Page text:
Pediatric Bimanual Therapy: A Scoping Review of Patients, Methods, and Outcomes

Infant with dark brown hair sucking on a pacifier while playing with blocks on his belly

Bimanual therapy, also referred to as intensive bimanual training, engages patients in active play or practice to improve the use and coordination of both hands.

Bimanual therapy is different from similar unimanual therapies, like constraint-induced movement therapy (CIMT), because it promotes simultaneous use of both hands. Due to the simultaneous use of both hands, it is thought that bimanual therapy mimics everyday use of the hands, and the repetitive practice leads to improved function. Improved and sustained function following bimanual therapy has been shown in many studies, especially as compared to standard forms of care. As compared to CIMT, bimanual therapy tends to improve the coordinate use of both hands more, while CIMT tends to improve the dexterity of the affected hand more. However, both therapies can be considered to provide equal functional improvement to the upper limbs. With regard to patients, improvement is seen in all ages and for mild to moderate severity of impairment.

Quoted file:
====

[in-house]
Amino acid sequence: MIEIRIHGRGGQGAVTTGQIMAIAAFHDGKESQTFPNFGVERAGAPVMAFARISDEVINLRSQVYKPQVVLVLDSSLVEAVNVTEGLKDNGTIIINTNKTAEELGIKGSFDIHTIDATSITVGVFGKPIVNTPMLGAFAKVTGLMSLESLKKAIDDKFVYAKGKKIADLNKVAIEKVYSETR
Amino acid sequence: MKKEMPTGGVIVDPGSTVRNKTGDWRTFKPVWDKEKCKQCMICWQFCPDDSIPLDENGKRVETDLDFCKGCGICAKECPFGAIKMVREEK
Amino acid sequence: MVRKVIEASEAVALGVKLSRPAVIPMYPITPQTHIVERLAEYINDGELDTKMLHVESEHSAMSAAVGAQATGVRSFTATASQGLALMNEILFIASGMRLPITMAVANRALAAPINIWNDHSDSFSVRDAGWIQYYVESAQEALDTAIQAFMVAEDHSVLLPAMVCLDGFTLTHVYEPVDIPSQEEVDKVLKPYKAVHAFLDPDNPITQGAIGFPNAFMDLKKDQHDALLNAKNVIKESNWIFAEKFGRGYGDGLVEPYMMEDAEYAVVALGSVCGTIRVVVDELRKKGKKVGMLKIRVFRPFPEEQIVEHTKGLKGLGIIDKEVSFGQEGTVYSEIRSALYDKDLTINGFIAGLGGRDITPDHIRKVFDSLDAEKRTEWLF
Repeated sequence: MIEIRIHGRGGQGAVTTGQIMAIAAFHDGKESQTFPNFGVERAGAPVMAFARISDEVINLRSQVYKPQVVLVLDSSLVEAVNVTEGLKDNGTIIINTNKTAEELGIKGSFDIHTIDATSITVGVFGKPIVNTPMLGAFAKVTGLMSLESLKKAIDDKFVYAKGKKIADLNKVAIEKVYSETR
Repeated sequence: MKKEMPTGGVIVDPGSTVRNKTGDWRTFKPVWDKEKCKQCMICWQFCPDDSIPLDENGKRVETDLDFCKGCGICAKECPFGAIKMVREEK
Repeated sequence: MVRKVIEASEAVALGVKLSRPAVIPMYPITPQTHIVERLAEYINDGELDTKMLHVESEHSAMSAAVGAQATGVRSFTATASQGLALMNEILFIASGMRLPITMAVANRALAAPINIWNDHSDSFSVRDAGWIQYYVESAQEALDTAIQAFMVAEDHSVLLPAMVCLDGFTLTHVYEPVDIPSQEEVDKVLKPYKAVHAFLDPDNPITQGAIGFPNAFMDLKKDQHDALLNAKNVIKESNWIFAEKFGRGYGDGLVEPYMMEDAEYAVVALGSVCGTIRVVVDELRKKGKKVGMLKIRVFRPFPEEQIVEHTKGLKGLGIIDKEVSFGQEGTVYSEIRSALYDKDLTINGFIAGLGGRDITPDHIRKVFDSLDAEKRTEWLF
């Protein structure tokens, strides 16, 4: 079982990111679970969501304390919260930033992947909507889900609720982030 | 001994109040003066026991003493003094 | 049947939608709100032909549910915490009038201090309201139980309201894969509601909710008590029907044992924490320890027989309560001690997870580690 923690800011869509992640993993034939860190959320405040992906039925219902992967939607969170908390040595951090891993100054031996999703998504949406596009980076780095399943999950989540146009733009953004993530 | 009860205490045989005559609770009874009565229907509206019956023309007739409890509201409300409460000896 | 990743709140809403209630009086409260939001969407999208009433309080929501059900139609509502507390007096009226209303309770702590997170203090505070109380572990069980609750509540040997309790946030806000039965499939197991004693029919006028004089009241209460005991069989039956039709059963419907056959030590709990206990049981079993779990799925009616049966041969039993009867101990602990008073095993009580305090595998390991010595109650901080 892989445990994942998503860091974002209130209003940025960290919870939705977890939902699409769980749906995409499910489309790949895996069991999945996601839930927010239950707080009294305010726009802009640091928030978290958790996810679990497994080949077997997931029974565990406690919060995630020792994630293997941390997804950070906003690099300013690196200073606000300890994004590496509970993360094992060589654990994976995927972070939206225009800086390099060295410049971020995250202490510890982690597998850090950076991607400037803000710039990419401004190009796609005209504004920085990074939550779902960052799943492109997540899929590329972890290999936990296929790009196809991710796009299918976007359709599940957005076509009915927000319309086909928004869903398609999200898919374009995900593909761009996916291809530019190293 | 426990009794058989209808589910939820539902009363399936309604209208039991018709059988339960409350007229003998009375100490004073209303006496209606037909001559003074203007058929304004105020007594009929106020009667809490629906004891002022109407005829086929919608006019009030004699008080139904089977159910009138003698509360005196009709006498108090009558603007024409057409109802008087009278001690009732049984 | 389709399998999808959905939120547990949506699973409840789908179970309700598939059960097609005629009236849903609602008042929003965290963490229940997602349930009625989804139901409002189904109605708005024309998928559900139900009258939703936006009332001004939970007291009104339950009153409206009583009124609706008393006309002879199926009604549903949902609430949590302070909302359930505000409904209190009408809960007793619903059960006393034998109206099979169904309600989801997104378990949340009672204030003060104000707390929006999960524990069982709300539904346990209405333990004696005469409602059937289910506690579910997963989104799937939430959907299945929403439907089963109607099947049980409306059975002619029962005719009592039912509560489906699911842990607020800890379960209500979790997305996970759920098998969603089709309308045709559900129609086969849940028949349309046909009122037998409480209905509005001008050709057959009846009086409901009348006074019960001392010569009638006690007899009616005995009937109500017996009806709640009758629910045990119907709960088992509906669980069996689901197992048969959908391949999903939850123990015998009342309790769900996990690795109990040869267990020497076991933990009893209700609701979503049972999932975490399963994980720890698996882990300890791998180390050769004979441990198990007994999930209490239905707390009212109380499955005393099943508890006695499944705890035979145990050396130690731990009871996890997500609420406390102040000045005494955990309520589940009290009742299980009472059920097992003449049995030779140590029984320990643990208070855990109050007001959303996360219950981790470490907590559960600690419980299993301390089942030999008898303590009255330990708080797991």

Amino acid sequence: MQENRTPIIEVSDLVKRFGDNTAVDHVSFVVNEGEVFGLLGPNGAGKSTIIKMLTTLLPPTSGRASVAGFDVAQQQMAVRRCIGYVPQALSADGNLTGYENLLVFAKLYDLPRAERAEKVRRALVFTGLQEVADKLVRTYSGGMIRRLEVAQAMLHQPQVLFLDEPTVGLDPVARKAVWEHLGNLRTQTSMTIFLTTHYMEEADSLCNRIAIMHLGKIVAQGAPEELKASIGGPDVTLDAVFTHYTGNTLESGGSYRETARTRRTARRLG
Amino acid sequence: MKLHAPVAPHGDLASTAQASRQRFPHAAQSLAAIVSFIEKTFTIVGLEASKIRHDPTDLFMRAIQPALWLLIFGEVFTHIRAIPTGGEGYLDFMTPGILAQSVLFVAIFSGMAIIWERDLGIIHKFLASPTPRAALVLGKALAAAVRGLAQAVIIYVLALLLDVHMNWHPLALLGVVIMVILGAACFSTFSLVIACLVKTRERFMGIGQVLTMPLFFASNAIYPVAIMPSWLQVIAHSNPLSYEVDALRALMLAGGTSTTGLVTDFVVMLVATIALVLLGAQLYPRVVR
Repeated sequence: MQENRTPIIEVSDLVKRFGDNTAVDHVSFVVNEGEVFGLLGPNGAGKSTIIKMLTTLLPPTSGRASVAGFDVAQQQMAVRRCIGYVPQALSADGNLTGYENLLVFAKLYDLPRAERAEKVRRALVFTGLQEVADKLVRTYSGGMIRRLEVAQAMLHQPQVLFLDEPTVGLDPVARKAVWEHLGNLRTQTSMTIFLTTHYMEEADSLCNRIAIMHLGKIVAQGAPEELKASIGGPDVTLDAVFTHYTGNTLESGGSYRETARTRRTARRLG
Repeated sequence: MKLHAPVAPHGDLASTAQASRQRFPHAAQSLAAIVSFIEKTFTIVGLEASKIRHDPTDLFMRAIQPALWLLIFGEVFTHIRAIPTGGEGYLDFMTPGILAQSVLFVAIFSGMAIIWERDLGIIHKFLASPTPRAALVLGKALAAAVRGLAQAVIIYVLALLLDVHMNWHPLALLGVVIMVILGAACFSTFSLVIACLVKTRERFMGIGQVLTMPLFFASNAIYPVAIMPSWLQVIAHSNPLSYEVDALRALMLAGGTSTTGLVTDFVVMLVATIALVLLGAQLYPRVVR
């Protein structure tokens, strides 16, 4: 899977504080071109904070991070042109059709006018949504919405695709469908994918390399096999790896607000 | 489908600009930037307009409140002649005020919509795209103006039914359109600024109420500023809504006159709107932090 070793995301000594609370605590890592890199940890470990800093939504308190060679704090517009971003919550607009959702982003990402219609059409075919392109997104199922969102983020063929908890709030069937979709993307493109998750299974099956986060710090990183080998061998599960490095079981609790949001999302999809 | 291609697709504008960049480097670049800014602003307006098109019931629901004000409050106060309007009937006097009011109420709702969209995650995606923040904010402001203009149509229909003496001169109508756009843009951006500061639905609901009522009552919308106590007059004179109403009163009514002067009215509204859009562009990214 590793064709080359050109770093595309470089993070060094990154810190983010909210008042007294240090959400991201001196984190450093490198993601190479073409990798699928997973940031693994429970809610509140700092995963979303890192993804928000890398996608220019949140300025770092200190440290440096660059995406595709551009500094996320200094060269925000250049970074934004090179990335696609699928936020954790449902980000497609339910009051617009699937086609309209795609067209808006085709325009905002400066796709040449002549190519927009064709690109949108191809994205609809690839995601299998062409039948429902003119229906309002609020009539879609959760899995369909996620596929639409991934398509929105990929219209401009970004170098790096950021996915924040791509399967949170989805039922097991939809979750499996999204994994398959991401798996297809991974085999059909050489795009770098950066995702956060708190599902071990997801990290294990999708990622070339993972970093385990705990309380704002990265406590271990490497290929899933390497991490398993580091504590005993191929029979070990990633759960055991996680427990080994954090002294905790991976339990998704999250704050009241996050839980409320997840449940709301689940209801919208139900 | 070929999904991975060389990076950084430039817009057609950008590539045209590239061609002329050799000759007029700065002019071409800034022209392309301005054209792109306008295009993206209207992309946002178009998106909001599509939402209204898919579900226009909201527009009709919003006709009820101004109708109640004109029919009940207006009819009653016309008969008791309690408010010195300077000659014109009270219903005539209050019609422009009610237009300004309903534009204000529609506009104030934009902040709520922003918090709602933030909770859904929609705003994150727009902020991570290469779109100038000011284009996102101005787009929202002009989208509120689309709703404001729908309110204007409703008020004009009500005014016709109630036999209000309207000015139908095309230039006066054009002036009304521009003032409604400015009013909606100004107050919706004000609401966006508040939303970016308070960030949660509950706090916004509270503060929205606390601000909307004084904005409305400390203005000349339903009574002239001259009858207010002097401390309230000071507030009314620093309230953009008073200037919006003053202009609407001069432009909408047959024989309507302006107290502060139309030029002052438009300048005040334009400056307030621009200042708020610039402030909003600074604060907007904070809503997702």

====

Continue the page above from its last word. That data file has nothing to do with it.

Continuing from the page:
Previously, it was thought that reorganization, due to neural injury, of the neural control pathways from brain to limbs affected the gains that could be made from bimanual therapy. However, recent studies show that regardless of neural control pathway organization, bimanual therapy can improve upper limb function and potentially restore important nervous system tissue for control of the upper limbs.

With regard to methods of implementing bimanual therapy, improvements can be made in the clinic, school, or at home. Also, the amount of bimanual therapy needed is at least 30 hours of practice to see clinically meaningful improvements, but typical practice totals 90 hours.

Overall, research shows bimanual therapy is effective for improving upper limb function in patients with upper limb motor deficits. Future research is currently aimed at determining the physical benefits, like restoration of tissue, and key aspects of practice during bimanual therapy that lead to the best results for rehabilitation.

"This review will update and summarize findings of clinical studies with respect to important factors of the patient population (those who stand to benefit most), treatment characteristics (best practices), and outcomes of intensive bimanual training (changes in neurophysiology and measures of ability)."

Jacob Boehm, MS